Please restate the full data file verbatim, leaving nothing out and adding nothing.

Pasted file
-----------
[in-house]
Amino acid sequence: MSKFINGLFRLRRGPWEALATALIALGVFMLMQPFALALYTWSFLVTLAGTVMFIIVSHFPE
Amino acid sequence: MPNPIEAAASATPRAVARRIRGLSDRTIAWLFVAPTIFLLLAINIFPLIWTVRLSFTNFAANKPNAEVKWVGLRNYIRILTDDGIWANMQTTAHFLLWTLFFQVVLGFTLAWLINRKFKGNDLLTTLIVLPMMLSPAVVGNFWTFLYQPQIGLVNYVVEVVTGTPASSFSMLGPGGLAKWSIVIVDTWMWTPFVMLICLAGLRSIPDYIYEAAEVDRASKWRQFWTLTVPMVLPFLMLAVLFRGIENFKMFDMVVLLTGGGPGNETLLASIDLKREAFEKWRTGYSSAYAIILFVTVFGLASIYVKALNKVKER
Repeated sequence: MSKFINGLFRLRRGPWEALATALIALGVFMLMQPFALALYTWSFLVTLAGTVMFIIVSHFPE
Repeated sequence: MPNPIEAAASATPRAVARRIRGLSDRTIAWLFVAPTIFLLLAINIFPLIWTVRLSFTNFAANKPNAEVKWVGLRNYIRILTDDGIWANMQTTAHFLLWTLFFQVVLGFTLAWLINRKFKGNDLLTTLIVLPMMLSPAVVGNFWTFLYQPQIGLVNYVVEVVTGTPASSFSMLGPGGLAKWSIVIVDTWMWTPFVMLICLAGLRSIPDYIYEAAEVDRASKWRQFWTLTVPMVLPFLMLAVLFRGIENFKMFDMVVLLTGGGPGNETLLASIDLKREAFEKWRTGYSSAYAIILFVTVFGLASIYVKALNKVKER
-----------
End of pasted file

[in-house]
Amino acid sequence: MSKFINGLFRLRRGPWEALATALIALGVFMLMQPFALALYTWSFLVTLAGTVMFIIVSHFPE
Amino acid sequence: MPNPIEAAASATPRAVARRIRGLSDRTIAWLFVAPTIFLLLAINIFPLIWTVRLSFTNFAANKPNAEVKWVGLRNYIRILTDDGIWANMQTTAHFLLWTLFFQVVLGFTLAWLINRKFKGNDLLTTLIVLPMMLSPAVVGNFWTFLYQPQIGLVNYVVEVVTGTPASSFSMLGPGGLAKWSIVIVDTWMWTPFVMLICLAGLRSIPDYIYEAAEVDRASKWRQFWTLTVPMVLPFLMLAVLFRGIENFKMFDMVVLLTGGGPGNETLLASIDLKREAFEKWRTGYSSAYAIILFVTVFGLASIYVKALNKVKER
Repeated sequence: MSKFINGLFRLRRGPWEALATALIALGVFMLMQPFALALYTWSFLVTLAGTVMFIIVSHFPE
Repeated sequence: MPNPIEAAASATPRAVARRIRGLSDRTIAWLFVAPTIFLLLAINIFPLIWTVRLSFTNFAANKPNAEVKWVGLRNYIRILTDDGIWANMQTTAHFLLWTLFFQVVLGFTLAWLINRKFKGNDLLTTLIVLPMMLSPAVVGNFWTFLYQPQIGLVNYVVEVVTGTPASSFSMLGPGGLAKWSIVIVDTWMWTPFVMLICLAGLRSIPDYIYEAAEVDRASKWRQFWTLTVPMVLPFLMLAVLFRGIENFKMFDMVVLLTGGGPGNETLLASIDLKREAFEKWRTGYSSAYAIILFVTVFGLASIYVKALNKVKER